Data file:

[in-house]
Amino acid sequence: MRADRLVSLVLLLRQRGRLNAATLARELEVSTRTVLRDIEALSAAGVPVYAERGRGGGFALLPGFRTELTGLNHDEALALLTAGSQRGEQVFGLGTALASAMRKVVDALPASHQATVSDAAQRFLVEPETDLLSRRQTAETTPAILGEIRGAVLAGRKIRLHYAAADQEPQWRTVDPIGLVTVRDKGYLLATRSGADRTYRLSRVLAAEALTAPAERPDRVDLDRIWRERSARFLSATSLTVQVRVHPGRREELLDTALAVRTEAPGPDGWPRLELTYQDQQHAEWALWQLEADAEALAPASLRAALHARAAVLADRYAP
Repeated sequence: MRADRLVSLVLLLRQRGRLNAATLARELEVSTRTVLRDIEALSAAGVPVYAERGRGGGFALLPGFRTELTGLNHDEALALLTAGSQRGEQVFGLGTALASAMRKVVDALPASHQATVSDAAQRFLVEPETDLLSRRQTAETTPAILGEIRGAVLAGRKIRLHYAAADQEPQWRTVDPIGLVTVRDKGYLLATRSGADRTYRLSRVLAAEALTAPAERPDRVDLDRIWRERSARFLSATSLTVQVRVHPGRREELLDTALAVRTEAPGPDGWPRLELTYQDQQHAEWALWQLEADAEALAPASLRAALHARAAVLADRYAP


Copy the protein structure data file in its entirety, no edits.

[in-house]
Amino acid sequence: MRADRLVSLVLLLRQRGRLNAATLARELEVSTRTVLRDIEALSAAGVPVYAERGRGGGFALLPGFRTELTGLNHDEALALLTAGSQRGEQVFGLGTALASAMRKVVDALPASHQATVSDAAQRFLVEPETDLLSRRQTAETTPAILGEIRGAVLAGRKIRLHYAAADQEPQWRTVDPIGLVTVRDKGYLLATRSGADRTYRLSRVLAAEALTAPAERPDRVDLDRIWRERSARFLSATSLTVQVRVHPGRREELLDTALAVRTEAPGPDGWPRLELTYQDQQHAEWALWQLEADAEALAPASLRAALHARAAVLADRYAP
Repeated sequence: MRADRLVSLVLLLRQRGRLNAATLARELEVSTRTVLRDIEALSAAGVPVYAERGRGGGFALLPGFRTELTGLNHDEALALLTAGSQRGEQVFGLGTALASAMRKVVDALPASHQATVSDAAQRFLVEPETDLLSRRQTAETTPAILGEIRGAVLAGRKIRLHYAAADQEPQWRTVDPIGLVTVRDKGYLLATRSGADRTYRLSRVLAAEALTAPAERPDRVDLDRIWRERSARFLSATSLTVQVRVHPGRREELLDTALAVRTEAPGPDGWPRLELTYQDQQHAEWALWQLEADAEALAPASLRAALHARAAVLADRYAP